In 1687 the mathematical chair of the university of Basel was conferred upon Jacques. He was once made rector of his university, and had other distinctions bestowed on him. He and his brother Jean were the first two foreign associates of the Academy of Sciences of Paris; and, at the request of Leibnitz, they were both received as members of the academy of Berlin. In 1684 he had been offered a professorship at Heidelberg; but his marriage with a lady of his native city led him to decline the invitation. Intense application brought on infirmities and a slow fever, of which he died on the 16th of August 1705. Like another Archimedes, he requested that the logarithmic spiral should be engraven on his tombstone, with these words, Eadem mutata resurgo.

Jacques Bernoulli wrote elegant verses in Latin, German and French; but although these were held in high estimation in his own time, it is on his mathematical works that his fame now rests. These are:—Jacobi Bernoulli Basiliensis Opera (Genevae, 1744), 2 tom. 4to; Ars Conjectandi, opus posthumum: accedunt tractatus de Seriebus Infinitis, et epistola (Gallice scripta) de Ludo Pilae Reticularis (Basiliae, 1713), 1 tom. 4to.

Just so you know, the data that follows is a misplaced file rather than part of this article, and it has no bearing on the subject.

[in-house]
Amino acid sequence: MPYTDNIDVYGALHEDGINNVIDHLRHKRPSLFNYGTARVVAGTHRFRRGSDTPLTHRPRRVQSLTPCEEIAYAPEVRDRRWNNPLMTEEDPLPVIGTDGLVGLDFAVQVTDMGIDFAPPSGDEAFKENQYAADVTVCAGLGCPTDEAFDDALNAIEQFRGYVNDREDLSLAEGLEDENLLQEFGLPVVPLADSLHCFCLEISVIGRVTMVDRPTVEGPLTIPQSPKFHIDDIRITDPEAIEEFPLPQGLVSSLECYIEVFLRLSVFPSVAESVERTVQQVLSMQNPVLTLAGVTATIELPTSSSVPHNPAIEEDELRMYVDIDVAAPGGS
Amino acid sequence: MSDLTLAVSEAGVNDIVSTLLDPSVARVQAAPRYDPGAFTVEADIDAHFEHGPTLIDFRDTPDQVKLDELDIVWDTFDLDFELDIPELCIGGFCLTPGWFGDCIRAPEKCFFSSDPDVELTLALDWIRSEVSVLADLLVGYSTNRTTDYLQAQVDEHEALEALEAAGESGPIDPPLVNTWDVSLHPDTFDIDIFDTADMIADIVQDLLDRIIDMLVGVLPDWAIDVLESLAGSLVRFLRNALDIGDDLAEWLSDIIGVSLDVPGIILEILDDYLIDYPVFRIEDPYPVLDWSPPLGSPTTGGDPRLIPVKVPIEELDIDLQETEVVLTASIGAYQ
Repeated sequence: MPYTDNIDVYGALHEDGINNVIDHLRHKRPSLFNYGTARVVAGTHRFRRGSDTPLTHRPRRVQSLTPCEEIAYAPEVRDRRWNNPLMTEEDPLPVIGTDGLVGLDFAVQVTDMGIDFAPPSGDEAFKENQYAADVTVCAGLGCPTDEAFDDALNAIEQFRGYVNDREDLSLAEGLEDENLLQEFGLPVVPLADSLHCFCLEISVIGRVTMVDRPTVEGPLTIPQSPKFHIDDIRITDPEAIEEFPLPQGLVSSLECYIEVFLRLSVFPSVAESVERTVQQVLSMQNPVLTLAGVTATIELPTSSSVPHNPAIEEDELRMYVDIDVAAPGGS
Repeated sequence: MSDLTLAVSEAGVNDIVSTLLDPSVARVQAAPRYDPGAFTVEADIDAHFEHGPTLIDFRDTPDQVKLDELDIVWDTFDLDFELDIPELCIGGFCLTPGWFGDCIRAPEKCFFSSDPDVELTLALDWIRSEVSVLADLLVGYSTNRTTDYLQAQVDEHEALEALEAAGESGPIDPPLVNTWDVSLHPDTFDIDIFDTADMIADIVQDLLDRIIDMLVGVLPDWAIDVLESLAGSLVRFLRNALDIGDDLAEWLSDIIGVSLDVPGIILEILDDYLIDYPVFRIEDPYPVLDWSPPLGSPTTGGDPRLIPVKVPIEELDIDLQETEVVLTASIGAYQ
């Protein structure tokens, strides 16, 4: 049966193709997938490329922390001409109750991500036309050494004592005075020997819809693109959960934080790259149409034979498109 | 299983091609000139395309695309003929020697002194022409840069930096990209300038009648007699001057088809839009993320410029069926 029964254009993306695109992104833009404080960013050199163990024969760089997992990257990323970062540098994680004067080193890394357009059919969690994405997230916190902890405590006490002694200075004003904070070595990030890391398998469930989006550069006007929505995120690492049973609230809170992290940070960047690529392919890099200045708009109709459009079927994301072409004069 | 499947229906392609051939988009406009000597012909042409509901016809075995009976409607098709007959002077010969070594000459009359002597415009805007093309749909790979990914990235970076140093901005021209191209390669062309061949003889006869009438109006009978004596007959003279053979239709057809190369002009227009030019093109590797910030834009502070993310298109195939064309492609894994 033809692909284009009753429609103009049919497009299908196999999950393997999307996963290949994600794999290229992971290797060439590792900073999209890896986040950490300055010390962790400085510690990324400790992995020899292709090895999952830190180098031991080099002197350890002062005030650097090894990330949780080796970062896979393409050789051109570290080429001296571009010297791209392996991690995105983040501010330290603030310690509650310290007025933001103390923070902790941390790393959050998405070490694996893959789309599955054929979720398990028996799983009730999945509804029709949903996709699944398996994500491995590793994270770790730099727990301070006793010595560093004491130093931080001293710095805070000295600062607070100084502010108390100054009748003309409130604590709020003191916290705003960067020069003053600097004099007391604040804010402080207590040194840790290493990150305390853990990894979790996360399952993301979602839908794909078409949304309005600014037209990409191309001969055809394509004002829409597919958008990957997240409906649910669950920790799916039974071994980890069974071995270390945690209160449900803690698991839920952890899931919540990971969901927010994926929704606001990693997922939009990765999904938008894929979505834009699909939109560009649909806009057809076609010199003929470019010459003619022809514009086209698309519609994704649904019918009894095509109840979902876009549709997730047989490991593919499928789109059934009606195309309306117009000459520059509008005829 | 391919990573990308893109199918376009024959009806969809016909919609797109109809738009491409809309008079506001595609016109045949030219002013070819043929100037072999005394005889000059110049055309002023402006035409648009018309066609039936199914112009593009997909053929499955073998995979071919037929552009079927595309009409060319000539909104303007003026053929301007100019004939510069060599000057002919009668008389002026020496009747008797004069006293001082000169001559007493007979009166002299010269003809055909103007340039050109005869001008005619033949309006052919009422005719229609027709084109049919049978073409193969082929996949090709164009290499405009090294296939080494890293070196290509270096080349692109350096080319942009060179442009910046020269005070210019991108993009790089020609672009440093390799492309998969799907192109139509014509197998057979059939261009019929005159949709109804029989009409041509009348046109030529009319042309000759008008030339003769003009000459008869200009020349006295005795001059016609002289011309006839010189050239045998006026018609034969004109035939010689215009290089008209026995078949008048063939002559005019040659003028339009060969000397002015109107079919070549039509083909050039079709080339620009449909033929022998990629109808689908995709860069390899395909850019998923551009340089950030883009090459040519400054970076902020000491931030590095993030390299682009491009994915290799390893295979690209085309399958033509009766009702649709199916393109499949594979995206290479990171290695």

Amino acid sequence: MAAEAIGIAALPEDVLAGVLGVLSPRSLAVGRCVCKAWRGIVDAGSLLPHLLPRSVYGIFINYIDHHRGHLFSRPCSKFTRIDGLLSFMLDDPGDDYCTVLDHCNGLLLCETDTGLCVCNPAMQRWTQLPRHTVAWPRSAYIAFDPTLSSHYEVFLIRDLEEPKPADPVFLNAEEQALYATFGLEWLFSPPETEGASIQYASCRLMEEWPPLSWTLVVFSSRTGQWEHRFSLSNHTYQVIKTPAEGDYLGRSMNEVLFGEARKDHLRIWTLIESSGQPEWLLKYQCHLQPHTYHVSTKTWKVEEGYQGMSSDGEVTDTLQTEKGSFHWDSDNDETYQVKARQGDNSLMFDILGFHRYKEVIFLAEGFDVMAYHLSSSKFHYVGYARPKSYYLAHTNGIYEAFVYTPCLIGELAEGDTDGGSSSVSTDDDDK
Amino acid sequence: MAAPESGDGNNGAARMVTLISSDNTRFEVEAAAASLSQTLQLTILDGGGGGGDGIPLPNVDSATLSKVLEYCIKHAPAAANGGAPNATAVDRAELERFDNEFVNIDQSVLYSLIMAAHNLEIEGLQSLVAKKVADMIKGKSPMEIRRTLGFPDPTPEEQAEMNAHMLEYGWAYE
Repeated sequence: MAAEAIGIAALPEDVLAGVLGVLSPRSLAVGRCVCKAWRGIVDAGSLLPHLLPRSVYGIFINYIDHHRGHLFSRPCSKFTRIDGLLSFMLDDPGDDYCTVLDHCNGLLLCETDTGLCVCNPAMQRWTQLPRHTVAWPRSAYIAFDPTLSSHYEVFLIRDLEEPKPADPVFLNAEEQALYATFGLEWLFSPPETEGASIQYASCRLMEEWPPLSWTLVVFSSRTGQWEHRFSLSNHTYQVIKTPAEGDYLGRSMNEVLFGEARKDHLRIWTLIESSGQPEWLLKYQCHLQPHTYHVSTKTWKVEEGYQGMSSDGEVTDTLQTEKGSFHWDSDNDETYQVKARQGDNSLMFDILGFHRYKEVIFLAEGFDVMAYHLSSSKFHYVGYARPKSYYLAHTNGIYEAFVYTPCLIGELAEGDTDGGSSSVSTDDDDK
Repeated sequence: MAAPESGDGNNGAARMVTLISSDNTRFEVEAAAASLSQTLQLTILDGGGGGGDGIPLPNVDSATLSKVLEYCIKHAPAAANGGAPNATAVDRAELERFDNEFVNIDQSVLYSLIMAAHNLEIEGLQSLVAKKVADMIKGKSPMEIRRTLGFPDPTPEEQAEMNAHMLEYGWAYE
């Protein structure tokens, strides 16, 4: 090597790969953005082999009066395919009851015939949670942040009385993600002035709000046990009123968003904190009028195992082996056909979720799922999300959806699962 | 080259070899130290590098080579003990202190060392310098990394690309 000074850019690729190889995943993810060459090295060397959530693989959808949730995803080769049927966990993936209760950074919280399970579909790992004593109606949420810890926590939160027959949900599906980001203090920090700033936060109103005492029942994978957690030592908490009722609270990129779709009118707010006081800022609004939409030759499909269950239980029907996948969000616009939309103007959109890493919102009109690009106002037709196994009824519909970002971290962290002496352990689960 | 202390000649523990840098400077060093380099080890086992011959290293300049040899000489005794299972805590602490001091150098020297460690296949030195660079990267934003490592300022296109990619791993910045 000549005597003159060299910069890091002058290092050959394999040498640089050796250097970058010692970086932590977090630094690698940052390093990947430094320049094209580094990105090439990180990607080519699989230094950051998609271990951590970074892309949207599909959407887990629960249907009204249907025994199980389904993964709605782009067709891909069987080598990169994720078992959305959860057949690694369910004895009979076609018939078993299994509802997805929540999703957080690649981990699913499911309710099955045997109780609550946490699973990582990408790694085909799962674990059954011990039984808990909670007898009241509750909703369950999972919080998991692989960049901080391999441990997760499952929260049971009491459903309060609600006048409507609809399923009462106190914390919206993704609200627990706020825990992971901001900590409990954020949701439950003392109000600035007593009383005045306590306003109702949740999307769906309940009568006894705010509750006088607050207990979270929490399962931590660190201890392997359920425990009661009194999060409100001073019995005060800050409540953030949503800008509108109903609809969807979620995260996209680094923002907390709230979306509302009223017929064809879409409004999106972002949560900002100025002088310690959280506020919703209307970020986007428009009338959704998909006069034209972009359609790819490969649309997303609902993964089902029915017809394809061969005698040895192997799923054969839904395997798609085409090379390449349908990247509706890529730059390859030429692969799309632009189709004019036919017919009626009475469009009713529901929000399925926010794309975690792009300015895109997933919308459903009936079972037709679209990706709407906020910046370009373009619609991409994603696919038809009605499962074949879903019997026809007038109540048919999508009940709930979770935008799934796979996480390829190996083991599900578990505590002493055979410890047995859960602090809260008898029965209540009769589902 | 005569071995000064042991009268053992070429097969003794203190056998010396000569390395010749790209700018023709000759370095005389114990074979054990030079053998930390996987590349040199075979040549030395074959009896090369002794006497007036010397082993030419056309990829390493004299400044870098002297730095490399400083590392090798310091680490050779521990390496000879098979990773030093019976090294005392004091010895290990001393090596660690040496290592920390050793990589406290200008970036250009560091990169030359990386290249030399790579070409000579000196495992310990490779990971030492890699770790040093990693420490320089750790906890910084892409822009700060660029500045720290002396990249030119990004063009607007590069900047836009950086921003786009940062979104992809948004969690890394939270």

II. Jean Bernoulli (1667–1748), brother of the preceding, was born at Basel on the 27th of July 1667. After finishing his literary studies he was sent to Neuchâtel to learn commerce and acquire the French language. But at the end of a year he renounced the pursuits of commerce, returned to the university of Basel, and was admitted to the degree of bachelor in philosophy, and a year later, at the age of 18, to that of master of arts. In his studies he was aided by his elder brother Jacques. Chemistry, as well as mathematics, seems to have been the object of his early attention; and in the year 1690 he published a dissertation on effervescence and fermentation. The same year he went to Geneva, where he gave instruction in the differential calculus to Nicolas Fatio de Duillier, and afterwards proceeded to Paris, where he enjoyed the society of N. Malebranche, J. D. Cassini, Philip de Lahire and Pierre Varignon. With the marquis de l’Hôpital he spent four months studying higher geometry and the resources of the new calculus. His independent discoveries in mathematics are numerous and important. Among these were the exponential calculus, and the curve called by him the linea brachistochrona, or line of swiftest descent, which he was the first to determine, pointing out at the same time the relation which this curve bears to the path described by a ray of light passing through strata of variable density. On his return to his native city he studied medicine, and in 1694 took the degree of M.D. Although he had declined a professorship in Germany, he now accepted an invitation to the chair of mathematics at Groningen (Commercium Philosophicum, epist. xi. and xii.). There, in addition to the learned lectures by which he endeavoured to revive mathematical science in the university, he gave a public course of experimental physics. During a residence of ten years in Groningen, his controversies were almost as numerous as his discoveries. His dissertation on the “barometric light,” first observed by Jean Picard, and discussed by Jean Bernoulli under the name of mercurial phosphorus, or mercury shining in vacuo (Diss. physica de mercurio lucente in vacuo), procured him the notice of royalty, and engaged him in controversy. Through the influence of Leibnitz he received from the king of Prussia a gold medal for his supposed discoveries; but Nicolaus Hartsoeker and some of the French academicians disputed the fact. The family quarrel about the problem of isoperimetrical figures above mentioned began about this time. In his dispute with his brother, in his controversies with the English and Scottish mathematicians, and in his harsh and jealous bearing to his son Daniel, he showed a mean, unfair and violent temper. He had declined, during his residence at Groningen, an invitation to Utrecht, but accepted in 1705 the mathematical chair in the university of his native city, vacant by the death of his brother Jacques; and here he remained till his death. His inaugural discourse was on the “new analysis,” which he so successfully applied in investigating various problems both in pure and applied mathematics.